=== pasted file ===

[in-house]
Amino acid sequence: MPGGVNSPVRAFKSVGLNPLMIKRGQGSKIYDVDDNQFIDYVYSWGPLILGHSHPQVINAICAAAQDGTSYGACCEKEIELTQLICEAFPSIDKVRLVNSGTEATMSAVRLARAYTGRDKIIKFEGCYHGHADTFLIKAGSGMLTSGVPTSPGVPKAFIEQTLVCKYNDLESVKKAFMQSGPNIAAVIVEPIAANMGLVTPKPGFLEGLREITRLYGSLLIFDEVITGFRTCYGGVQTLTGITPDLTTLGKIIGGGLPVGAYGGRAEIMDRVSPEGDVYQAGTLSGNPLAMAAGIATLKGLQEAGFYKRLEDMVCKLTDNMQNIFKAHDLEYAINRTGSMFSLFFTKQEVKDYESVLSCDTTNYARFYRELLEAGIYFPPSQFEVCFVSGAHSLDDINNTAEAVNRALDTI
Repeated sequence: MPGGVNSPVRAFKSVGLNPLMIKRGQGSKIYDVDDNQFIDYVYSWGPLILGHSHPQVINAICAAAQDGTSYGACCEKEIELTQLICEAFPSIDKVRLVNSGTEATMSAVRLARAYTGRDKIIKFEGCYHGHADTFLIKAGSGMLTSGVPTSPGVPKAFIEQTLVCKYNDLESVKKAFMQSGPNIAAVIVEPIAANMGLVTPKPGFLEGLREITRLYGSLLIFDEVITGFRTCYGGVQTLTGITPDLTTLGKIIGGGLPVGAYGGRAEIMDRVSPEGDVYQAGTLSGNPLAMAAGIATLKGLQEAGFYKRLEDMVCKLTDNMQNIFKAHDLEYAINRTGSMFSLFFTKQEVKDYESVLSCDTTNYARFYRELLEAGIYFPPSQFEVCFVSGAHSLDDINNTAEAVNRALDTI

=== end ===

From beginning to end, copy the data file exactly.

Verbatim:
[in-house]
Amino acid sequence: MPGGVNSPVRAFKSVGLNPLMIKRGQGSKIYDVDDNQFIDYVYSWGPLILGHSHPQVINAICAAAQDGTSYGACCEKEIELTQLICEAFPSIDKVRLVNSGTEATMSAVRLARAYTGRDKIIKFEGCYHGHADTFLIKAGSGMLTSGVPTSPGVPKAFIEQTLVCKYNDLESVKKAFMQSGPNIAAVIVEPIAANMGLVTPKPGFLEGLREITRLYGSLLIFDEVITGFRTCYGGVQTLTGITPDLTTLGKIIGGGLPVGAYGGRAEIMDRVSPEGDVYQAGTLSGNPLAMAAGIATLKGLQEAGFYKRLEDMVCKLTDNMQNIFKAHDLEYAINRTGSMFSLFFTKQEVKDYESVLSCDTTNYARFYRELLEAGIYFPPSQFEVCFVSGAHSLDDINNTAEAVNRALDTI
Repeated sequence: MPGGVNSPVRAFKSVGLNPLMIKRGQGSKIYDVDDNQFIDYVYSWGPLILGHSHPQVINAICAAAQDGTSYGACCEKEIELTQLICEAFPSIDKVRLVNSGTEATMSAVRLARAYTGRDKIIKFEGCYHGHADTFLIKAGSGMLTSGVPTSPGVPKAFIEQTLVCKYNDLESVKKAFMQSGPNIAAVIVEPIAANMGLVTPKPGFLEGLREITRLYGSLLIFDEVITGFRTCYGGVQTLTGITPDLTTLGKIIGGGLPVGAYGGRAEIMDRVSPEGDVYQAGTLSGNPLAMAAGIATLKGLQEAGFYKRLEDMVCKLTDNMQNIFKAHDLEYAINRTGSMFSLFFTKQEVKDYESVLSCDTTNYARFYRELLEAGIYFPPSQFEVCFVSGAHSLDDINNTAEAVNRALDTI